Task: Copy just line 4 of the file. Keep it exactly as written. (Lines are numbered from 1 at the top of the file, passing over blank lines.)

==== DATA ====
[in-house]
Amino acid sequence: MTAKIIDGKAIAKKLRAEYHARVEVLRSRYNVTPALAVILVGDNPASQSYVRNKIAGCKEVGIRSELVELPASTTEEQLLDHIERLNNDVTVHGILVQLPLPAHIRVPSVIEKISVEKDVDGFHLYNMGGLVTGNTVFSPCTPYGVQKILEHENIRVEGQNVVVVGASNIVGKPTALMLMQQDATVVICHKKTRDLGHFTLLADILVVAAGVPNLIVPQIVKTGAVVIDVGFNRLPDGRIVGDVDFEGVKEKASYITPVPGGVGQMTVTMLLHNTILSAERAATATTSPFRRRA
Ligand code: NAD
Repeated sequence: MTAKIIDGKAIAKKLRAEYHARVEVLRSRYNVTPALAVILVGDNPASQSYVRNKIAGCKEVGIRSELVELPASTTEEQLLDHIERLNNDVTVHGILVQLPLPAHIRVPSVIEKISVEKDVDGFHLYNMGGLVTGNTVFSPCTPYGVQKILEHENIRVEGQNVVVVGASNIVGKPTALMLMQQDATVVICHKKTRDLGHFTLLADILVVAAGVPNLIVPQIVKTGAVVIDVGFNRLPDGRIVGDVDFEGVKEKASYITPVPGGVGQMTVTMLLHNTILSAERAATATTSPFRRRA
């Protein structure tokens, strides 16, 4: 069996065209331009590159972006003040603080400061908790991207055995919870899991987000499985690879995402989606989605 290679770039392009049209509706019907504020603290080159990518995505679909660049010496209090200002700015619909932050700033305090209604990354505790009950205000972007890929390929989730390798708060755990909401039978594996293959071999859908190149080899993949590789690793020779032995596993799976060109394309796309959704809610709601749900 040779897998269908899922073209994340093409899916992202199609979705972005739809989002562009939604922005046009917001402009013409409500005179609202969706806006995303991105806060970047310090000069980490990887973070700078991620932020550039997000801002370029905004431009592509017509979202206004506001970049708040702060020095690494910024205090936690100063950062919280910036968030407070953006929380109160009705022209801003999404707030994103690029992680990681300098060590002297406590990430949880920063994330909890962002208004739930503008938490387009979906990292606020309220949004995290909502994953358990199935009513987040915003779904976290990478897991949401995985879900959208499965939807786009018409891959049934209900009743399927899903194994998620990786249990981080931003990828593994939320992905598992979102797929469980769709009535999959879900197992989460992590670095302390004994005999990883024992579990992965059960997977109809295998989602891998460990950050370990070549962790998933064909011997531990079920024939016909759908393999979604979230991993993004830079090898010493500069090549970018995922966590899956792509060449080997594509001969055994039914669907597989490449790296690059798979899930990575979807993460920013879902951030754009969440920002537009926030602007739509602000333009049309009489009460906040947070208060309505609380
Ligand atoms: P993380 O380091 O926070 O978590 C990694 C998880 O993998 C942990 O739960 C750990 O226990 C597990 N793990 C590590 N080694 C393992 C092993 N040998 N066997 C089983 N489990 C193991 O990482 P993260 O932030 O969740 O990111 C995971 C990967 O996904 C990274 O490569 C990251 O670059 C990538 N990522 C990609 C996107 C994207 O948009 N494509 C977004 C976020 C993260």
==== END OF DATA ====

Repeated sequence: MTAKIIDGKAIAKKLRAEYHARVEVLRSRYNVTPALAVILVGDNPASQSYVRNKIAGCKEVGIRSELVELPASTTEEQLLDHIERLNNDVTVHGILVQLPLPAHIRVPSVIEKISVEKDVDGFHLYNMGGLVTGNTVFSPCTPYGVQKILEHENIRVEGQNVVVVGASNIVGKPTALMLMQQDATVVICHKKTRDLGHFTLLADILVVAAGVPNLIVPQIVKTGAVVIDVGFNRLPDGRIVGDVDFEGVKEKASYITPVPGGVGQMTVTMLLHNTILSAERAATATTSPFRRRA